Established Fluency: The Affect of Text Features on Fluency


From Fountas & Pinnell’s Teaching for Comprehending & Fluency

You may have noticed that each entry of our “fluency” series has ended with the phrase: It is essential that we consistently promote self-monitoring skills through a variety of genres [and] text levels…After all, “nothing increases a reader’s [proficiency] more than reading a great many texts!” This isn’t simply a result of writer’s block; it has been in anticipation of our final entry in the series!

When we expose students to many types of texts and the metacognitive skills necessary to process them, we help our young readers to become more efficient at anticipating what a specific text will contain. Fountas & Pinnell refer to this as “forward processing” and state that it is an essential piece of becoming a fluent reader.

Consider your last trip to the bookstore (or browsing session). Upon viewing the new Stephen King novel, you can instantly anticipate how the text will be organized and can make predictions in preparation for the reading experience based on genre, text structure, or content, for example. This will certainly differ from your expectations when viewing A Brief History of Time (by Stephan Hawking) and you will adjust your thinking accordingly. It is this thought process that allows for a greater degree of fluency by giving us the freedom to focus on understanding.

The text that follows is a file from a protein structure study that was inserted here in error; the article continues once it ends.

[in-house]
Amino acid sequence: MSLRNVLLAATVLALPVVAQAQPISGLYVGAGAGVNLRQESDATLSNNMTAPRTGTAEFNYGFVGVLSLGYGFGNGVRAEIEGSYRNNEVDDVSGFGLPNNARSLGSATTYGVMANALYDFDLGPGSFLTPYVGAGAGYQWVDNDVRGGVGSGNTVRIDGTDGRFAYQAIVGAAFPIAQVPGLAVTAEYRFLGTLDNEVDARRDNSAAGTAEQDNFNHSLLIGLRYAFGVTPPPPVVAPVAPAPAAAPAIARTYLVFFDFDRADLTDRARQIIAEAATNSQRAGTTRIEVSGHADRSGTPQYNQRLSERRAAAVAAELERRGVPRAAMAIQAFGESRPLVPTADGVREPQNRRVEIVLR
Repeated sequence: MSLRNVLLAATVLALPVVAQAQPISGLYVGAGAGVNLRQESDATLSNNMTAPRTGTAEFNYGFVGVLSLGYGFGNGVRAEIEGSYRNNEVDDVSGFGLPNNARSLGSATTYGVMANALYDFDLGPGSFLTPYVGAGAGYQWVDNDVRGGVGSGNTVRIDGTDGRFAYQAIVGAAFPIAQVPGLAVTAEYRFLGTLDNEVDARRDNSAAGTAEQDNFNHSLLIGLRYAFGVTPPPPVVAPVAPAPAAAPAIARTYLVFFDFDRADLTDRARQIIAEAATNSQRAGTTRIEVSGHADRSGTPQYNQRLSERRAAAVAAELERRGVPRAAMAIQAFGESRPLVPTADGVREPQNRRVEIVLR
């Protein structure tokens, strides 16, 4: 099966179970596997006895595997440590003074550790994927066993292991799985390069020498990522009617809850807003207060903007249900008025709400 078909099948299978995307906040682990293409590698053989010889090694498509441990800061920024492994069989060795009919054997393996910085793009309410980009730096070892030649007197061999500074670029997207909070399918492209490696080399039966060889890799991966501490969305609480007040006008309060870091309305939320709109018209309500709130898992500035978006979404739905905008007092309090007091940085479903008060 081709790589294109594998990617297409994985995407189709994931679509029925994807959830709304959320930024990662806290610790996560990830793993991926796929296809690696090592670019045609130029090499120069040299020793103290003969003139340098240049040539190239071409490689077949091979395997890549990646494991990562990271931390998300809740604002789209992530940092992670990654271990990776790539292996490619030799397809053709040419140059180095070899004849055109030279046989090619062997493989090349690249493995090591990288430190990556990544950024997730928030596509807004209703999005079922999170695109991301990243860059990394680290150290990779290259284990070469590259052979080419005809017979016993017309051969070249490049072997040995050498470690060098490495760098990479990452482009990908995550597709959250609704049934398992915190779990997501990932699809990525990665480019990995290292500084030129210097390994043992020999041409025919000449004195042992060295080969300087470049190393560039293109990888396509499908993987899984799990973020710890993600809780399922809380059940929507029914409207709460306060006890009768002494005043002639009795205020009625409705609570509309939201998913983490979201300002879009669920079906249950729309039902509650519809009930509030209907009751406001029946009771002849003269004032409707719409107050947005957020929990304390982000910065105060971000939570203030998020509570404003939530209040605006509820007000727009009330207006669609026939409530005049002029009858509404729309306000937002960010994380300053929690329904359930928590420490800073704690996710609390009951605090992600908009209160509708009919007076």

Below you will find 10 text features detailed by Fountas & Pinnell that impact fluency and a student’s ability to quickly “forward process” a text. As you read them, consider this as a taxonomy, ranking each area in terms of its breadth (from genre to book/print features). We must remember that all areas are equally important and that they build upon one another allowing us to anticipate text features at different levels of complexity. Like a game of Jenga, each area of processing affects the other and a deficiency in one particular area will cause the tower to crash down!

Text Features copy

Many times we observe the standard “prediction” routines at the guided reading table, with teachers asking: How will the story end or what do you think will happen next? These questioning routines are linked to specific texts and are truly meant to coincide with narratives. As a result, they do not necessarily provide for the transfer of skills. Imagine if we design these same questions through the lens of Fountas & Pinnell’s 10 Text Features! This, along with providing a variety of genres and text levels for students to read will certainly ensure all our students become fluent readers. After all, “nothing increases a reader’s [proficiency] more than reading a great many texts!”


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